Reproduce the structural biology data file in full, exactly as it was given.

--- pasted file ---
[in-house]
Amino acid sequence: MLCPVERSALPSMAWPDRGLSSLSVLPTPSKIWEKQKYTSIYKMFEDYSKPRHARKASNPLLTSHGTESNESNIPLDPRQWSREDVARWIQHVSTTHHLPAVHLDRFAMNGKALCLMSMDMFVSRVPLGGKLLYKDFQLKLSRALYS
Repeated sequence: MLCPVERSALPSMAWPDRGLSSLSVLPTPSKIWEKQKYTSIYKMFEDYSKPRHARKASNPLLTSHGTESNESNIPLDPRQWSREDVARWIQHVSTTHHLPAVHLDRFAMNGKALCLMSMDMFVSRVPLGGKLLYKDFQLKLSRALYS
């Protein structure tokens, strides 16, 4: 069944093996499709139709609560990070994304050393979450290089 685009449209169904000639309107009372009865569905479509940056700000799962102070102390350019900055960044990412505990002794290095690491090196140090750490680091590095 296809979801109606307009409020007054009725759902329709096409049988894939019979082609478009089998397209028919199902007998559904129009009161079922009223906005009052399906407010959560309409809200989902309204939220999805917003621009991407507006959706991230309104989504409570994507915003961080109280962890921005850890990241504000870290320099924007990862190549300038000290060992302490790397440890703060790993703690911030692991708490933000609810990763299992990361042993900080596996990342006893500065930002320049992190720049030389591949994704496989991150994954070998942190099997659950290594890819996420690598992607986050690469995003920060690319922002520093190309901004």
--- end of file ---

[in-house]
Amino acid sequence: MLCPVERSALPSMAWPDRGLSSLSVLPTPSKIWEKQKYTSIYKMFEDYSKPRHARKASNPLLTSHGTESNESNIPLDPRQWSREDVARWIQHVSTTHHLPAVHLDRFAMNGKALCLMSMDMFVSRVPLGGKLLYKDFQLKLSRALYS
Repeated sequence: MLCPVERSALPSMAWPDRGLSSLSVLPTPSKIWEKQKYTSIYKMFEDYSKPRHARKASNPLLTSHGTESNESNIPLDPRQWSREDVARWIQHVSTTHHLPAVHLDRFAMNGKALCLMSMDMFVSRVPLGGKLLYKDFQLKLSRALYS
């Protein structure tokens, strides 16, 4: 069944093996499709139709609560990070994304050393979450290089 685009449209169904000639309107009372009865569905479509940056700000799962102070102390350019900055960044990412505990002794290095690491090196140090750490680091590095 296809979801109606307009409020007054009725759902329709096409049988894939019979082609478009089998397209028919199902007998559904129009009161079922009223906005009052399906407010959560309409809200989902309204939220999805917003621009991407507006959706991230309104989504409570994507915003961080109280962890921005850890990241504000870290320099924007990862190549300038000290060992302490790397440890703060790993703690911030692991708490933000609810990763299992990361042993900080596996990342006893500065930002320049992190720049030389591949994704496989991150994954070998942190099997659950290594890819996420690598992607986050690469995003920060690319922002520093190309901004």